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Sweeping changes to insolvency laws proposed

25 September 2020

2 min read

#Corporate Restructuring and Insolvency

Sweeping changes to insolvency laws proposed

The Treasurer has announced the most consequential changes to Australia’s insolvency laws in 30 years.

The changes are styled on the Chapter 11 regime utilised in the United States. It represents a significant shift from the current ‘creditor-in-possession’ regime to a ‘debtor-in-possession’ system. Incorporated entities with liabilities of less than $1 million will be able to access the scheme.  

Some of the key features of the proposed scheme are:

  • business owners remain in control of their companies and will work alongside a Small Business Restructuring Practitioner (SBRP) to develop a restructuring plan over 20 business days
  • the restructuring plan is then put to creditors and creditors will vote on whether it is to be accepted within 15 business days
  • if the plan is accepted by a simple majority of creditors, all unsecured creditors will be bound and the business is allowed to continue trading
  • if the plan is not approved, the company may enter into voluntary administration or a simplified liquidation pathway which is another facet of these reforms.

The measures will commence on 1 January 2021 but there is scope for early access for small businesses who declare an intention to access the scheme. The commencement of these provisions appears to coincide with the expiry of the temporary insolvency measures regarding the suspension of insolvent trading liability and modifications to statutory demands.

In anticipation of the demands on the insolvency profession, the Treasurer has also relaxed regulatory requirements relating to insolvency practitioners, including:

  • temporarily waiving fees for registered liquidators until 30 June 2022
  • establishing the SBRP category for professionals whose practice will be limited to this new regime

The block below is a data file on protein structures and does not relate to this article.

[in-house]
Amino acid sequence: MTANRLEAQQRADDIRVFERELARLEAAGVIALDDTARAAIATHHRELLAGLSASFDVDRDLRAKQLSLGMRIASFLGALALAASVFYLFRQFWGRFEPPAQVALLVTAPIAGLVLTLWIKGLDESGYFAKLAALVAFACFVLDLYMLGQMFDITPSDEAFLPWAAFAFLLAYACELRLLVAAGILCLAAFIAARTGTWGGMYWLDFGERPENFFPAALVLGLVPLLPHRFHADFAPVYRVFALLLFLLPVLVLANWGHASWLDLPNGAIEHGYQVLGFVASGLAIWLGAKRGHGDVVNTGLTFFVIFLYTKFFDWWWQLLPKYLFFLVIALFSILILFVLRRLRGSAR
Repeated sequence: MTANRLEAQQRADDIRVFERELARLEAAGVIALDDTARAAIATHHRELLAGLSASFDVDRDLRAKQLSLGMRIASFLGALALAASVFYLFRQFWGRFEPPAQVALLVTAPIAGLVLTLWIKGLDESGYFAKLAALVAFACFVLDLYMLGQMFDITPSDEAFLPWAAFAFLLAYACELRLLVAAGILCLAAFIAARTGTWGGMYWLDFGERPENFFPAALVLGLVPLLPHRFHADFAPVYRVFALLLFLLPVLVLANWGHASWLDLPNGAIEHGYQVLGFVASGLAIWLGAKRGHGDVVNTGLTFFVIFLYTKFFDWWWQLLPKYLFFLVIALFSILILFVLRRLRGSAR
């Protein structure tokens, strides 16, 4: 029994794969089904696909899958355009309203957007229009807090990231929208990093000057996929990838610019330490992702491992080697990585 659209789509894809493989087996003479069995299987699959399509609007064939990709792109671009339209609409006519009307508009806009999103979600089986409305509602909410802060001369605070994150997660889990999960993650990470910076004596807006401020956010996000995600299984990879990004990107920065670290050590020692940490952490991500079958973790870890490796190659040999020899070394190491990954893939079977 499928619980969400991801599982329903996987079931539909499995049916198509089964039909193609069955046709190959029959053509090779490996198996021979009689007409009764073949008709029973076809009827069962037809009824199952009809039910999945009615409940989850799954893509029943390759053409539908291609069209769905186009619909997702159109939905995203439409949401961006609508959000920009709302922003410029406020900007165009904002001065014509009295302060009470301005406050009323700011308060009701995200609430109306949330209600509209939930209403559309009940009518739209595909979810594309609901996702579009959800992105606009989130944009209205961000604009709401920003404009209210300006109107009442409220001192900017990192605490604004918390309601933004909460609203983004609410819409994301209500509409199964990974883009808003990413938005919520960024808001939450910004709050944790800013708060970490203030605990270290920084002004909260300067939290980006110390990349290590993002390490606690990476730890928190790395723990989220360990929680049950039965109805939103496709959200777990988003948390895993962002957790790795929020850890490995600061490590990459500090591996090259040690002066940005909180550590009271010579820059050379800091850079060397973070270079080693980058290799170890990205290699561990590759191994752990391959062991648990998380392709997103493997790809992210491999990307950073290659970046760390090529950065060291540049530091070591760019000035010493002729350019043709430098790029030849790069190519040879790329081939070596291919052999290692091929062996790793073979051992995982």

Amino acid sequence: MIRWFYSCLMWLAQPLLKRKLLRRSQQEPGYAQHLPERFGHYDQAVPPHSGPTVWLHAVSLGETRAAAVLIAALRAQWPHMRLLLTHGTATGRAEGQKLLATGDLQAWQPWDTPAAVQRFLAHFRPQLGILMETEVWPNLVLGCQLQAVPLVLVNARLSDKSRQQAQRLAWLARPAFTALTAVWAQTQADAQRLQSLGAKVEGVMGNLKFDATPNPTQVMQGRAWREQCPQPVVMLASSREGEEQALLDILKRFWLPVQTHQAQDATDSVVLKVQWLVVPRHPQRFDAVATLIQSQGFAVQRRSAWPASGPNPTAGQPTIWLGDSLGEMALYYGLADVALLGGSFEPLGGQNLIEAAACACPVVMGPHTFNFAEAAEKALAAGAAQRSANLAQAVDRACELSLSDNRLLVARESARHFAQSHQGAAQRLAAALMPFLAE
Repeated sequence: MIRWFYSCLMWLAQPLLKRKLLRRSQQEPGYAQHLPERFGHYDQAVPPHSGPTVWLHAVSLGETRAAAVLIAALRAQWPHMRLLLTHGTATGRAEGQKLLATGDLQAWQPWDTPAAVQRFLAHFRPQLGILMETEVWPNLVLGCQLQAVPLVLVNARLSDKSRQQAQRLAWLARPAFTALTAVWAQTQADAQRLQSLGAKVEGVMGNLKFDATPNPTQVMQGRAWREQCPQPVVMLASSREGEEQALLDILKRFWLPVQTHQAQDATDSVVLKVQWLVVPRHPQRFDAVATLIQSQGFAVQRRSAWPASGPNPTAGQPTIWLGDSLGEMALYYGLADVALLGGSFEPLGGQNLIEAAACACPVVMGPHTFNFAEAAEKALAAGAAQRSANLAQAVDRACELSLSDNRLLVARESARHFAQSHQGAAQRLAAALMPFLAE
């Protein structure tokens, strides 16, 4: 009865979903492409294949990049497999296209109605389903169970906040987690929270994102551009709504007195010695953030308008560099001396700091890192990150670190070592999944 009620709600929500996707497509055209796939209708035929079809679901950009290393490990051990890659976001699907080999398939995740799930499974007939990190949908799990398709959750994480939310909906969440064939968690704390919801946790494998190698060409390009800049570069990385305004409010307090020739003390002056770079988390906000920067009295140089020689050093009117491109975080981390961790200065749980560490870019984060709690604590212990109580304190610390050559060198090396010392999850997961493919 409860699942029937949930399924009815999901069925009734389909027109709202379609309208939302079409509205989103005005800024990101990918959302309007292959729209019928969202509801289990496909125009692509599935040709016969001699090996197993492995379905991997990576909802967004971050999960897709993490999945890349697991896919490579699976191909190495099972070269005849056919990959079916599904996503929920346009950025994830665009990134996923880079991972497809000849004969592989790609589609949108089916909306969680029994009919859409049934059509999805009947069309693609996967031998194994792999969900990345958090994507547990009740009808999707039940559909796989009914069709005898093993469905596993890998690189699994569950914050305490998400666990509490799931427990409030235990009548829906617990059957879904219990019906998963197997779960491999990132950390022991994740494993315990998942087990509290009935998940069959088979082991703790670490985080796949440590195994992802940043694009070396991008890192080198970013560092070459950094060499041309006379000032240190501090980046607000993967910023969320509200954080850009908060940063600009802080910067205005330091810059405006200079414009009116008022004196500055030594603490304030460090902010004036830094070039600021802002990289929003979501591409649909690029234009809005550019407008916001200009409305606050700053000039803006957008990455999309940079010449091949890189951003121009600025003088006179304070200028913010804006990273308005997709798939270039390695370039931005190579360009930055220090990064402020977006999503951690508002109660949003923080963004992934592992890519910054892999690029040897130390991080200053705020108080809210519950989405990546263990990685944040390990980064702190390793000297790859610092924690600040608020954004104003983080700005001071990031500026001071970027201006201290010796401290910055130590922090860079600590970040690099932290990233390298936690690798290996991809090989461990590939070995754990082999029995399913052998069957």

• flexibility in the registration of insolvency practitioners.

There is still considerable detail missing from the current proposal and some areas of significant concern. For example, in the simplified liquidation pathway, there will be reduced circumstances in which a liquidator can seek recovery of unfair preference payments from a creditor that is not related to the company. But no further detail is provided. Also, within this process, it is noted that steps will be taken to ‘simplify’ the dividend and proof of debt process without any indication as to how this will be done. What does ‘flexibility’ in the registration of insolvency practitioners mean?

There is also concern that the safeguards proposed for the system, which include a prohibition on related creditors voting on a restructuring plan and a bar on the same company, or directors, from accessing the system more than once in seven years, will be insufficient to prevent illegal phoenix activity.

We will continue to closely monitor these changes and provide further guidance as it comes to hand.

The media release from Josh Frydenberg and the associated fact sheet can be accessed here.

Author: Mitchell Waters

The information in this publication is of a general nature and is not intended to address the circumstances of any particular individual or entity. Although we endeavour to provide accurate and timely information, we do not guarantee that the information in this newsletter is accurate at the date it is received or that it will continue to be accurate in the future.

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